Protests swelled across the nation on Wednesday in support of Gandhian Anna Hazare’s fast-unto-death in Tihar Jail.
The 74-year-old Anna fasted on Wednesday as thousands of his followers gathered outside the jail, the latest development in a crisis that saw him arrested on Tuesday and then refuse to leave jail after the government ordered his release.
Thousands of Anna supporters on Wednesday also took out a march from India Gate to Jantar Mantar to express solidarity with the Gandhian in his fight against corruption.
Protesters, some of them dressed in T-shirts and Gandhi caps with slogans “I am Anna”, gathered at the war memorial at around 4 pm and began marching towards Jantar Mantar, where Hazare had sat on a fast in April which forced the government to expedite the introduction of the Lokpal Bill in Parliament.
The march choked the roads in and around India Gate and brought traffic in Lutyen’s Delhi to a halt putting commuters to inconvenience.
Anna Hazare, who has struck a nerve with millions of Indians by demanding tougher laws against rampant corruption, insists he wants the right to return to JP Park where he had originally planned to publicly fast, before he leaves jail.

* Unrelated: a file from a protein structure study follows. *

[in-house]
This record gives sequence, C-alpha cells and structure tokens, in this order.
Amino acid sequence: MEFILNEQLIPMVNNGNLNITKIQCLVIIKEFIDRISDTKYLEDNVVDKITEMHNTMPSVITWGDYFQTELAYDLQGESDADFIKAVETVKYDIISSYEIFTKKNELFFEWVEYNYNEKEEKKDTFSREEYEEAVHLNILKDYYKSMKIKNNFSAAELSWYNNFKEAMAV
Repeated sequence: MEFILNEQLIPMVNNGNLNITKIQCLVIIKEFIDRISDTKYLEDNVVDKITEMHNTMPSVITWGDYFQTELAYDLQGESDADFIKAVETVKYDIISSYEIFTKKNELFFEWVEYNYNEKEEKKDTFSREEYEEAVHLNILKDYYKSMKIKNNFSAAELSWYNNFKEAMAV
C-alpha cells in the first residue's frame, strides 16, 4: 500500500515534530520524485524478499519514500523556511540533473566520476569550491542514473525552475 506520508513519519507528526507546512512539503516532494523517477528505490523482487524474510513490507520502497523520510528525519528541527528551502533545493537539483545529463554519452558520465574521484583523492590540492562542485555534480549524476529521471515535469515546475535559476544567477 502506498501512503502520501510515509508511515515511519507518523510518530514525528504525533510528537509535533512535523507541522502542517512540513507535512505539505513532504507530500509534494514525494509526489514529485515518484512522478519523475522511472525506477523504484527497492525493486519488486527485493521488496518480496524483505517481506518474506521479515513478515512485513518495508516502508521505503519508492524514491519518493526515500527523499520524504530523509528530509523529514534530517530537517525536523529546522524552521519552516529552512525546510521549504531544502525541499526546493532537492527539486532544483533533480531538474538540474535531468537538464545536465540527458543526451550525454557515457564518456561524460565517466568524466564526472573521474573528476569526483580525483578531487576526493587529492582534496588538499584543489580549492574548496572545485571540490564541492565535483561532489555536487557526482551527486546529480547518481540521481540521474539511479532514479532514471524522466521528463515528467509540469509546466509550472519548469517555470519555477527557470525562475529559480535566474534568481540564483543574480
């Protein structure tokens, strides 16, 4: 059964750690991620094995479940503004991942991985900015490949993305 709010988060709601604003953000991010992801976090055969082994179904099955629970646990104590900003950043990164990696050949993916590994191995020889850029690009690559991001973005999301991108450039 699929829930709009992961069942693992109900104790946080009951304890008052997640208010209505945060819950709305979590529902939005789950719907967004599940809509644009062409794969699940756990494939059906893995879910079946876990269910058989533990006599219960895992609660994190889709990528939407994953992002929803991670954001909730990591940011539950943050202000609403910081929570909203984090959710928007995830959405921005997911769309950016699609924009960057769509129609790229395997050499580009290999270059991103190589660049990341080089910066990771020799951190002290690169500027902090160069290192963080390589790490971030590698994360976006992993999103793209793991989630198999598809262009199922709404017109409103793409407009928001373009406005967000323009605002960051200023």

The arrest and sudden about-turn to release him appeared to confirm a widespread feeling that Manmohan Singh’s government is cornered, clumsy and too riddled with corruption scandals to govern Asia’s third-largest economy effectively.
“We don’t have faith in our government,” said Sujeet, a young software engineer from the IT city of Gurgaon, as he protested at the popular tourist site of India Gate in the capital. “We are living in a democracy but only in letter, not in spirit.”
In Assam, thousands of farmers, students and lawyers marched. In the financial capital of Mumbai, 500 people carrying the Indian flag and wearing Gandhi caps chanted “I am Anna”.
“I was forced to pay a bribe while getting my passport approved and I felt helpless,” said student Rahul Acharya, 21. “This is the time all youngsters should join the movement so that the future would be corruption-free.”
In the IT hub of Hyderabad, lawyers boycotted courts, students skipped class and hundreds took to the streets.
Across Andhra Pradesh, a Congress party stronghold, thousands went on snap fasts, staged sit-ins, blocked roads and formed human chains.
Demonstrations are part of daily life in the towns and cities of India, a country of 1.2 billion people made up of a myriad of castes, religions and classes. But spontaneous and widespread protests are rare and the scale of this week’s outpouring of public fury has taken the government by surprise.